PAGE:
The site selection checklist for nearshore investors can seem endless; human capital, costs, infrastructure, incentives – each one crucial to getting the right deal. Within that mix, though, one critical factor with the ability to slam the brakes on the whole process is often overlooked or underestimated: real estate.
To walk us through the Latin America real estate minefield, Nearshore Americas caught up with Jeff Pappas, Executive VP at Arledge Partners, a company offering site selection services and real estate negotiations that specializes in call centers and BPO.
The first shock to the system for new investors in nearshore real estate is just how long the process can take, according to Pappas, who says six to nine months is the minimum time to get a call center operational.
“We can find that one, two story tech space in the United States all day long,” he said. “[But] in the majority of Latin America you don’t have that type of move-ready space where you can make a fast decision.”
The main reason for this, said Pappas, is the absence of the sort of business world fluctuations that create readymade and readily available spaces – companies moving on to scale up or scale down or closing down completely.
“The majority of [companies] haven’t closed their Latin American centers because they have been very successful and they’re in it for the long term, so you don’t see vacant call centre space in Latin America,” he said. The one exception to this is Cost Rica, he added, where rising costs are driving companies to leave in search of cheaper markets.
The lack of available sites is compounded by the scarcity of information on what real estate is available. “You can’t just go to a database and find all these vacant properties, sometimes you have to spend an extra day in the market and just drive around,” he said. “You have to know and be in the know of who owns the facility and who the investors are in that market.”
Biggest Challenge: Accessibility
Also time consuming is the need to search for properties with attributes that would not normally be an issue in the United States. The most important of these, in fact possibly the most important attribute of all for call centre real estate, according to Pappas, is accessibility.
While in the United States, sites need little more than parking spaces, in Latin America only a minority of employees drives to work, leaving the rest dependent on public transport. “It may be a great building, it may look nice but if the top 20% of your workers need five bus transfers and an-hour-and-a-half to get there then you’re never going to keep those guys,” he said. “I can get a worse building but save two or three bus transfers and I’ll take that top employee off you.”
The next nasty surprise for new investors is the cost, according to Pappas. “Real estate is not cheap, that is the one thing that people are shocked about when we do these projects in Latin America,” he said. “These properties are class B properties for class A rates that you’d see in the United States.”
According to Pappas, real estate that would go for $12-15 a square foot in the United States is often priced at $19-21 in Latin America, a price differential that needs to be factored into calculations on labor arbitrage savings.
Upfront Capital Expenditure
Companies also need to be willing to invest more in upfront capital expenditure, Pappas said. “In Latin America, few owners will actually build the space out turn-key for you, most of them want to do an “as is” deal – keep their rent low, keep their tax structure low,” he said. “You, the tenant, will have to put in its own build-out – its own generator, bathrooms, breakrooms, offices, the training room.”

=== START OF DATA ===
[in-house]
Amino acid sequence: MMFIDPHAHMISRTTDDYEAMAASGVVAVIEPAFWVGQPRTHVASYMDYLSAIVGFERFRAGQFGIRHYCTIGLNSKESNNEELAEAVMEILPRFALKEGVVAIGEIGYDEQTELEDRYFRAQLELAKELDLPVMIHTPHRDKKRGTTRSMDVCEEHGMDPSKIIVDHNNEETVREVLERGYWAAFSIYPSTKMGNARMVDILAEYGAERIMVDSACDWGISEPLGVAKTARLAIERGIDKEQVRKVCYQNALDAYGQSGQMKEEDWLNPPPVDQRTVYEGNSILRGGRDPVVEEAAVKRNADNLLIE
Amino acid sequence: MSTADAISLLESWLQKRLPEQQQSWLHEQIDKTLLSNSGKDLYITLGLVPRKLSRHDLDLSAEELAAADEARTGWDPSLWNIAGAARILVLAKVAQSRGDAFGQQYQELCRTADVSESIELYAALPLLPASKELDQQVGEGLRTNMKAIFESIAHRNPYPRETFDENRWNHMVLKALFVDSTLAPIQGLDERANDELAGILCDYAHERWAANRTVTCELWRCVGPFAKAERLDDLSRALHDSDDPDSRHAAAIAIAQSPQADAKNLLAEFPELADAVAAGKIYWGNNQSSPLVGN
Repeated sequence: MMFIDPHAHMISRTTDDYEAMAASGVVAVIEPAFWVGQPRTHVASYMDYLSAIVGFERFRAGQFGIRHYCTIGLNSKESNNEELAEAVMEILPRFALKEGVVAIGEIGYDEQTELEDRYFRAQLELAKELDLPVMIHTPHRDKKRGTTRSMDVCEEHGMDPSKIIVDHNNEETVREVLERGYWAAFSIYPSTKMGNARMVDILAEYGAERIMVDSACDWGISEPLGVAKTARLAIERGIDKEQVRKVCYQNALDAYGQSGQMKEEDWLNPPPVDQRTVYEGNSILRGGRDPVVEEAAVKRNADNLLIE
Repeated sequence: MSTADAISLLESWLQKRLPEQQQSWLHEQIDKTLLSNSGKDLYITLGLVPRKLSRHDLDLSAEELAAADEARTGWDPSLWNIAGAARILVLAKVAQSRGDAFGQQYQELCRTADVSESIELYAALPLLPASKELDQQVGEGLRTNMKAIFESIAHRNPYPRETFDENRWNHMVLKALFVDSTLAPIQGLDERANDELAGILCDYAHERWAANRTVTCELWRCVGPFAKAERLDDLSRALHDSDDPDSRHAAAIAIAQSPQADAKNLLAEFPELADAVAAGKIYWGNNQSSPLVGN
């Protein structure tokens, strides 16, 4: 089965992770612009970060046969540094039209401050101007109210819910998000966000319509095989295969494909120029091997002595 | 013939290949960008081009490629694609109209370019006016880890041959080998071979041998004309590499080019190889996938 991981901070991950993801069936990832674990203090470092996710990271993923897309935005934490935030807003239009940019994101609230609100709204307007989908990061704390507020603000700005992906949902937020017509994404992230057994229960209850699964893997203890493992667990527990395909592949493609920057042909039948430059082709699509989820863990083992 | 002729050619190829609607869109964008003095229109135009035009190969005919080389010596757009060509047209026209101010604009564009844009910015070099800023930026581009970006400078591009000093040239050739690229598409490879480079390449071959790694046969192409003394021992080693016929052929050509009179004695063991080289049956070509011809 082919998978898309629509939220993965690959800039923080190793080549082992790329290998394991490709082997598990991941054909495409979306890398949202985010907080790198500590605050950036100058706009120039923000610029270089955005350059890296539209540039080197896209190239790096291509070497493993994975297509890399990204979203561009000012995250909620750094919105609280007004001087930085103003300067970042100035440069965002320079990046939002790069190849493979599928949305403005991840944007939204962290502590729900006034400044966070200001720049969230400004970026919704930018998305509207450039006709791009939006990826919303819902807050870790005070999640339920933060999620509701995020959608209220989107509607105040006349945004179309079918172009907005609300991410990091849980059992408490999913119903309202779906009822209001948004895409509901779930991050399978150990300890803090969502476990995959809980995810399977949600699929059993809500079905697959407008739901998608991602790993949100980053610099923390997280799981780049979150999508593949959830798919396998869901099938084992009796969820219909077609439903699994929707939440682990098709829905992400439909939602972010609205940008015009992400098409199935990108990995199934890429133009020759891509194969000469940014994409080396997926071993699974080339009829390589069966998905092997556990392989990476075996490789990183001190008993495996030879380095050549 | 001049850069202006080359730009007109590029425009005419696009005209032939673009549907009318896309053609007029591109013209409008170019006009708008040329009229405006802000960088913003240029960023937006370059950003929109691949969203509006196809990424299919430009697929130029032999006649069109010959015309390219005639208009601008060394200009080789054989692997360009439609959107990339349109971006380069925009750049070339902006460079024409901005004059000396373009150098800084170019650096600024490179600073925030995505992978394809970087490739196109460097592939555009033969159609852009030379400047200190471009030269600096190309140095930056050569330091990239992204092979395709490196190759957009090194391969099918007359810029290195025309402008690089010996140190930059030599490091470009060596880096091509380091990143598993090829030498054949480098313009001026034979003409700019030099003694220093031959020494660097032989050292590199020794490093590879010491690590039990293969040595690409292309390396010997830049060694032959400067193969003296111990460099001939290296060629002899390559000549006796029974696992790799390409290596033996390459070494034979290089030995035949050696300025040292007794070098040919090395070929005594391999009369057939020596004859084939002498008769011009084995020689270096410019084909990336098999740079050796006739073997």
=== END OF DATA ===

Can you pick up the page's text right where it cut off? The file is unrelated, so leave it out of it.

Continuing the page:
However, it is not all bad news for BPO operators on the lookout for nearshore property. According to Pappas, the Latin approach to business leads to a level of flexibility in contract negotiations that would be unheard of in the United States, including over such commonly non-negotiable factors such as exiting the lease. “One of the key things people say is that everything is negotiable in Latin America and that includes the lease,” he said.
While the real estate markets in different Latin America countries shares many characteristics, there are of course differences as well. According to Pappas, the state of the BPO real estate market is often linked to the state of the outsourcing market as a whole. “Typically, if you see a more mature call center market you probably see a more mature real estate market.”
Pappas highlighted San Jose in Costa Rica as the region’s top location in his experience, owing to its multiple business parks, which are easy to access and have good telecommunications setups and infrastructure. He also commended San Salvador in El Salvador as another top destination for its high-end high rises and San Pedro Sula, where the development of the BPO market has been aided by the construction of two impressive towers at the Altia Business Park by developers Grupo Karim’s, which is currently in the process of constructing a third.
For the rest of the region to catch up, Pappas said, the trade promotion bodies that work so hard to sell their markets to investors in other areas need to start taking more responsibility for real estate.
“After you’re incorporated then it comes down to how fast can I get the buildings built, or what buildings exist and [trade promotion bodies] have to know that and a lot of times they don’t,” he said.
According to Pappas, the best way for them to do this is to begin compiling data bases that can give potential investors a snapshot of their real estate options – in both lands available for development and properties, whether they are move ready or not.
“The company is going to say how fast can I get in there, how fast can I get my centre open and that all comes down to real estate,” he said.